How to Cope With Food Guilt During Quarantine

There are many reasons why you may be experiencing guilt around what and how much you are eating during these uncertain times. For many reasons, our normal eating patterns and routines have been thrown for a loop. This could be due to our disrupted sleep schedules, heightened levels of stress, inability to afford nutrient dense food, and overall being out of touch with our natural hunger and fullness cues. 

First and foremost, the most important thing you can do to cope with guilt around food during these times is to practice self-compassion. Cut yourself some slack; these are moments to nurture our minds and souls. Many of us have plenty to worry about outside of food: money, social isolation, loneliness and a freaking global pandemic! That being said, here are a few strategies to shift your inner dialogue around food and body shaming: 

Arianna Tucker-Girl Putting Hair In Ponytail Arianna Tucker / Her Campus

1. Don’t punish yourself 

It can feel like a natural reaction to want to “make up” for “overindulging” when we begin to feel guilt or shame around what and how much we are eating. However, it is in our best interests to avoid restriction or over-exercising when we feel as though we over-ate or ate the “wrong” thing. By punishing ourselves, we are opening the door for a terrible cycle of restriction and overeating. This is not only extremely unhealthy; it is also dangerous. 

Shifting your inner dialogue to be self-compassionate, understanding and loving is ideal when coping with feelings of guilt. When you begin to feel guilt or shame shift your thoughts from “I’m so gross” or “I need to burn off all those calories!” or “I can’t eat anything tomorrow!” to “It is okay that I feel this way, but things are hard right now and it is understandable why I am eating the way I am. I choose to still love and accept myself and move forward in a way that feels best for me”. This can be a hard transition and can sometimes may feel like you're lying to yourself. However, by doing so you are building an internal environment of self-love, understanding. and awareness.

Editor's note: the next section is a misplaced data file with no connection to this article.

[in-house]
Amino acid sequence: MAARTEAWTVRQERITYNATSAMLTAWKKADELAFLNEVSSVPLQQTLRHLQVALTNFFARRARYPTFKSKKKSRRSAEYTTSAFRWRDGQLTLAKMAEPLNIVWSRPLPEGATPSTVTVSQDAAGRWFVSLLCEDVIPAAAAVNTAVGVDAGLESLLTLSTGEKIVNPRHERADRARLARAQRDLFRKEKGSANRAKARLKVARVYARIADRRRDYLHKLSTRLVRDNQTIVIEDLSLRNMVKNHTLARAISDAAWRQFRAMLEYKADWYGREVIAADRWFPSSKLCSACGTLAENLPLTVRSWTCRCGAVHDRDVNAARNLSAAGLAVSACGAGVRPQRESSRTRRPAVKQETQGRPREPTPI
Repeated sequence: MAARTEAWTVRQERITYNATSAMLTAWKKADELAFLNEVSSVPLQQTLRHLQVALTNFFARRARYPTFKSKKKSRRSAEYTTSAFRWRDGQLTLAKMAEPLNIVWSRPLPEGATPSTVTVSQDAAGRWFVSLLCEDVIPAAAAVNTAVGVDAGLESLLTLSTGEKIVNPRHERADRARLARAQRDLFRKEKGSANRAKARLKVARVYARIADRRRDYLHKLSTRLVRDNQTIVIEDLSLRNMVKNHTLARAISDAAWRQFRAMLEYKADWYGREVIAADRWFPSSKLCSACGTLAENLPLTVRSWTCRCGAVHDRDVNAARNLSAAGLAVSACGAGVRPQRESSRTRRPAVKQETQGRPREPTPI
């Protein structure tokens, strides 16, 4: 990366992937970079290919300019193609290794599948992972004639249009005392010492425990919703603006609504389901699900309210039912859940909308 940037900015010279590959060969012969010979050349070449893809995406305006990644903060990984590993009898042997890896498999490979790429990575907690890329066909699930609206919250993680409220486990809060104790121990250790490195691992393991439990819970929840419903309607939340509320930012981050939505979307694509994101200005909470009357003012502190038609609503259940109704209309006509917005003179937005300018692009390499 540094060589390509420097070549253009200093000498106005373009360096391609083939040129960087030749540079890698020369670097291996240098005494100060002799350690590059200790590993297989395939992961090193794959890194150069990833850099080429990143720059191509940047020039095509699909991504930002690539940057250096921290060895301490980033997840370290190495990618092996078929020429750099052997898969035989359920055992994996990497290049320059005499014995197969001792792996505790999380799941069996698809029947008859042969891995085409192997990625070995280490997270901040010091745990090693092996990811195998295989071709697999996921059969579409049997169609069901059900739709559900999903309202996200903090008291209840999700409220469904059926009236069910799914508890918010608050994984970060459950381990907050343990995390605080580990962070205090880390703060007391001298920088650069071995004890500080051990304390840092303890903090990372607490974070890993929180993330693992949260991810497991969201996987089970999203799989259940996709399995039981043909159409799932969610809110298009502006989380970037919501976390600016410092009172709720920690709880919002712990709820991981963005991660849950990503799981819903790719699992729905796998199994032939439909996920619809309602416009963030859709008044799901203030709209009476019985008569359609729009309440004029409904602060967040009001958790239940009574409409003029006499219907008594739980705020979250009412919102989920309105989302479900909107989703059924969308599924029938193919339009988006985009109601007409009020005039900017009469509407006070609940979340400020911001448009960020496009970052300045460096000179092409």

2. Do your best to practice intuitive eating

Intuitive eating is an approach to eating that involves getting in touch with your body's natural hunger and fullness cues. The practice involves trusting your body and getting in tune to what your body is telling you. Intuitive eating allows you to distinguish physical hunger from emotional hunger (this can take a lot of practice but is a truly self-compassionate practice). Another philosophy of intuitive eating is to challenge the “food police” and to avoid deeming foods as “bad” or “good”. There is plenty of information on intuitive eating out there and I recommend reading about it. It can truly be a therapeutic practice for those who struggle with food guilt. 

3. Try to have balanced meals 

This goes into practicing intuitive eating, but by doing your best to sit down and eat filling, balanced meals (with protein, fats and carbs), you are giving your body the nutrients it needs, which prevents mindless or emotional eating. Although, make sure to do your best to get in touch with what you're craving: is it protein? Carbs? Fats? Fruit? Veggies? Or perhaps you are experiencing an emotional craving? By practicing how to distinguish these, you are able to provide your body and mind with what it needs. 

4. Put things in perspective

This is not going to last forever. Yes, quarantine may feel like it has been dragging on; but this is not our permanent new way of life, and it is important to keep that in mind! So what that you had that third slice of pizza, or those few extra Oreos; we are in the midst of a pandemic! Be reasonable with yourself, it is okay to let loose a little bit and understand it is natural for your habits or behaviors to change during stressful times. In times like these, it is important to practice love and support for ourselves, and for others, during physical isolation from one another. 

Couple watching television Philip Goldsberry Overall, it is normal to be experiencing guilt or shame around your eating behavior during quarantine; but it is also a choice as to whether you let it add to your stress or anxiety. Remember that you are beautiful, worthy, and that we will all get through this!